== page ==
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2017 crop Pennsylvania
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Lindera benzoin

Benjamin Bush, Carencro Bush, Common Spicebush, Northern Spicebush, Spice Bush, Spicebush


Looking for new sources, if you can collect, please reach out!

In Stock: 4.897 lb (Total:5.492lb)
  • Lindera benzoin dry berries

    All items have bulk rates priced in
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Buying options

0.59 lb
4.9 lb


Germination test:
Cut (Full Seed)
Seeds per lb:
4.9 lb
Collected in:
Crop year:
Min. hardiness zone:
Item ID:

Growing Info

Scarification: Soak in water, let stand in water for 24 hours
Stratification: cold stratify for 120 days
Germination: sow seed 3/8" deep, tamp the soil, keep moist, mulch the seed bed.

Add some spice to your garden with Lindera benzoin, also known as Wild Allspice, Spicebush, Common Spicebush, Northern Spicebush, or Benjamin Bush. This flowering plant, native to eastern North America, is a deciduous shrub that grows 6-12 feet tall and has a broad, rounded habit. It thrives in moist locations in bottomlands, woods, ravines, valleys, and along streams and adds interest year-round. In early spring, before the leaves begin to grow, it produces showy clusters of yellow flowers with a sweet odor. The leaves and stems are highly aromatic, with a spicy, citrusy smell, and are commonly used as a spice substitute. The plant's dried and powdered fruit is also used as a substitute for the spice 'allspice'. The ripe fruit is a red, olive-sized berry-like drupe that is eaten by several bird species. Spicebush is also a favorite food plant of two lepidopterous insects: the spicebush swallowtail and the promethea silk moth. Spicebush is tolerant of shade and full sun, but it is best grown from seed as its roots do not handle transplanting well. Spice up your garden with Lindera benzoin now!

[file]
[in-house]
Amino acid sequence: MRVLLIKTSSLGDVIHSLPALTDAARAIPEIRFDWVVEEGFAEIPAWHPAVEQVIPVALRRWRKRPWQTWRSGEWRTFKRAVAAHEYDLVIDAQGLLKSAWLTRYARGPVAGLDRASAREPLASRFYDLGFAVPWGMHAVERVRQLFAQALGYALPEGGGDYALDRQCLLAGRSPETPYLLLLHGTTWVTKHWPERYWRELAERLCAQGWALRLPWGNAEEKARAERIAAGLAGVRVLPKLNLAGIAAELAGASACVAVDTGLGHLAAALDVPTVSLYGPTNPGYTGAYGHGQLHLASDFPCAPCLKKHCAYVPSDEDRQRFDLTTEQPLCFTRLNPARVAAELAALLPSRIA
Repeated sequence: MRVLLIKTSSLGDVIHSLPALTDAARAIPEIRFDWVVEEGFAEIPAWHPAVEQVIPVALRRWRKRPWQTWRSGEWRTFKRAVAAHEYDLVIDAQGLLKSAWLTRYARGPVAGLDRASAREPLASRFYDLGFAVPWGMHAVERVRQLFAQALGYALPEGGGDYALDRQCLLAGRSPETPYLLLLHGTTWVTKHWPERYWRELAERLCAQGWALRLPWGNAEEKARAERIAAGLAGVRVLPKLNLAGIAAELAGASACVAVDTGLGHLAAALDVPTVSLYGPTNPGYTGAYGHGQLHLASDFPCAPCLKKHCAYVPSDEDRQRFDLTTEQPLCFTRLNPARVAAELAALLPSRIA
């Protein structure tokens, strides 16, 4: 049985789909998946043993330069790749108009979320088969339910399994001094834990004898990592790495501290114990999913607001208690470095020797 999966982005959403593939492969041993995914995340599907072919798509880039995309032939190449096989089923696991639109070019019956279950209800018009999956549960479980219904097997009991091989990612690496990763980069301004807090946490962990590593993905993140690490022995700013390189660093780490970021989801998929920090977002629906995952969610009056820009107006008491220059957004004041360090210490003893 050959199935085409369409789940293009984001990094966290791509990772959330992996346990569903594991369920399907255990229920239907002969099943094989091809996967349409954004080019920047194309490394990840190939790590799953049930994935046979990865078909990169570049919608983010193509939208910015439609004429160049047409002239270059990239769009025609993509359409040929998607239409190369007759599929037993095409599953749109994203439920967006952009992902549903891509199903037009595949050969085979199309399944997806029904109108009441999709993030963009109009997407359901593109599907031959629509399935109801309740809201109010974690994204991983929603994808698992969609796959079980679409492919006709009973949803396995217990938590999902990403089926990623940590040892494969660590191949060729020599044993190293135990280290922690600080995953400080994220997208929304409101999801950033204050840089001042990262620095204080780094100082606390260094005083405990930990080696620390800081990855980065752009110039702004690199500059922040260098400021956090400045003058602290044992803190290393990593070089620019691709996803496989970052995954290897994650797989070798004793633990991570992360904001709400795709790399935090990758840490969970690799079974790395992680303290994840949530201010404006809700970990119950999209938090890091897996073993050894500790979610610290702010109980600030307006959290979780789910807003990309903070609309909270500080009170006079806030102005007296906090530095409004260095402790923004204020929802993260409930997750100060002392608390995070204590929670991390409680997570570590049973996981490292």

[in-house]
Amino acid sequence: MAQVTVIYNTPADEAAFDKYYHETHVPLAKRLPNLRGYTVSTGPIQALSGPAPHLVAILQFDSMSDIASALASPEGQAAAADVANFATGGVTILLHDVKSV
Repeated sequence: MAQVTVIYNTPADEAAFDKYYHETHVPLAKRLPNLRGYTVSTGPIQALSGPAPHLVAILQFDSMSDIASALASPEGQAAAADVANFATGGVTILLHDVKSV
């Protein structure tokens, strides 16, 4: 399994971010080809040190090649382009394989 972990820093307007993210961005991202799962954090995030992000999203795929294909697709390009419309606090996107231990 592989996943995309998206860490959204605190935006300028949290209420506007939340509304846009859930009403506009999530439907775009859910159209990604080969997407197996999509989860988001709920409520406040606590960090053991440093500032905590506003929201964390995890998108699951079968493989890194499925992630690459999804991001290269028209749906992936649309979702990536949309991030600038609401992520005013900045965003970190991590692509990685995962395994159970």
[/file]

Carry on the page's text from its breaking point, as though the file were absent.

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(315) 497-1058
269 NY-34 Locke NY 13092

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